In our constituencies, we have families in which a baby or two, a toddler or two and teenagers are all crowding into the same accommodation. Partly by recognising the scale of the overcrowding pressures and the research on that, the Government must start using their influence with the Housing Corporation and others, and possibly even through the new private sector companies, to say that in areas of housing stress the need for larger accommodation must be recognised. The latest Joseph Rowntree study pointed out clearly that if we are to have a proper social mix in the cities, a financial imperative to create one-bedroomed and two-bedroomed properties is no good, because that is precisely what is driving families out of inner-city areas and unbalancing the delicate cohesion in the community in relation to all its different sections. I urge the Government to take that opportunity.

Finally, I want to support those colleagues, particularly my hon. Friend the Member for Hull, North (Mr. McNamara), who have raised the issue of Travellers. I have a Travellers' site in my constituency,

12 Jan 2004 : Column 613

and the Royal Borough of Kensington and Chelsea, a Conservative council, has always been positive in dealing with some of the issues in relation to that estate. I am also grateful to the Government for the substantial investment that was put into that site a couple of years ago, which enabled the facilities to be upgraded, which in turn is very welcome. If my hon. Friend were to visit that estate, which is buried under several of the slip roads to the Westway, he would see a kind of vision of hell. As it happens, however, several of its residents would prefer to stay on that site to roaming around in a country in which, as the Institute for Public Policy Research and the Office of the Deputy Prime Minister's research have found, there is a pitiful shortage of sites. It is precisely because there are so few official sites that are properly regulated and managed that we have some of the tensions between the community and Travellers. If we are to look for a long-term solution, it is an imperative that the Government also take the opportunity to return to some form of the provisions that applied before the repeal in 1994 of the Caravan Sites Act 1968. We must examine the responsibilities of local authorities across the country to ensure an adequate supply of caravan sites.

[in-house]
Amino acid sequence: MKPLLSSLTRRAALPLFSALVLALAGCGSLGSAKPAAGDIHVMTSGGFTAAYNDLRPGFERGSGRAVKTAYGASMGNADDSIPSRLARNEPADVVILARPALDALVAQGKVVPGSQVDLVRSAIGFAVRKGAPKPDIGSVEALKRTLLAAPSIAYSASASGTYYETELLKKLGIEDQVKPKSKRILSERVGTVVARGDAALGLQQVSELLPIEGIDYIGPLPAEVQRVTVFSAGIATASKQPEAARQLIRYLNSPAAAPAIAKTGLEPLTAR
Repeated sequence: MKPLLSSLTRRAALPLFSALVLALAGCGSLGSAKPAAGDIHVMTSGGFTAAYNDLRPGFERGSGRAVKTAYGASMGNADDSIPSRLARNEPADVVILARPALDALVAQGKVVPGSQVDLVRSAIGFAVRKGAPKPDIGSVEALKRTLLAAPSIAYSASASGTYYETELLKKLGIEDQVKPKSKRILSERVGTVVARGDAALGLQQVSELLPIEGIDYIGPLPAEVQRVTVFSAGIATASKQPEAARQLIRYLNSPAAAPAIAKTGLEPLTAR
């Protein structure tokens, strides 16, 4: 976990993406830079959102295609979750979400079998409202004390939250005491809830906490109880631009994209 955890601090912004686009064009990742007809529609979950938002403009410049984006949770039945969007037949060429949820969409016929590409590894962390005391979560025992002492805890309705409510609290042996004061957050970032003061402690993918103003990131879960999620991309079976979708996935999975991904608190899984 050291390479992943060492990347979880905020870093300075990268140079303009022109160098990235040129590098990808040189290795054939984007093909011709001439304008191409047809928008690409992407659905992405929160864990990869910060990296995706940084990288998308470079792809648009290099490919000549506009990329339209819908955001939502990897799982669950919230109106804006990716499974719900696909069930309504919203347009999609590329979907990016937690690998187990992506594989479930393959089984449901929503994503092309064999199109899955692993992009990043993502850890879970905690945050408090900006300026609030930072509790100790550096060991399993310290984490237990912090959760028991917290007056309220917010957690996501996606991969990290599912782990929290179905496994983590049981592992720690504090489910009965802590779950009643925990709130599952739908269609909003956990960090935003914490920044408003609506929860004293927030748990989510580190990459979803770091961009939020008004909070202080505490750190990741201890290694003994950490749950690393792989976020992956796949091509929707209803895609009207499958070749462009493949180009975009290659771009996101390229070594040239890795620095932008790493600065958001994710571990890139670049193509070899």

8.42 pm

Mr. Hilton Dawson (Lancaster and Wyre) (Lab): I welcome the Bill. In any hierarchy of human need, the shelter and security afforded by a home will always rank high. In a country in which the principal asset of many millions of people is their own home, and in which access to suitable, affordable, decent-quality housing is the dominating issue in many millions of lives, we will consider few more important Bills in this Parliament.

I agree with many who have already spoken in believing that this should and could be a bigger and better Bill, and I believe that it should be a flagship Bill. It is a good Bill so far, because it aims to address the issues faced by some of the most vulnerable people in our society in some of the most problematic housing in our country. In particular, I support strongly the Bill's aim to improve housing conditions, to license houses in multiple occupation and the people who own and manage them, and to introduce home information packs for use at the time of house sales. I deeply regret, however, the fact that the Government have so far resisted all efforts to persuade them to include measures that they have agreed are necessary to improve conditions, to strengthen licensing, to provide better information at the time of sale and to protect vulnerable people living in park homes.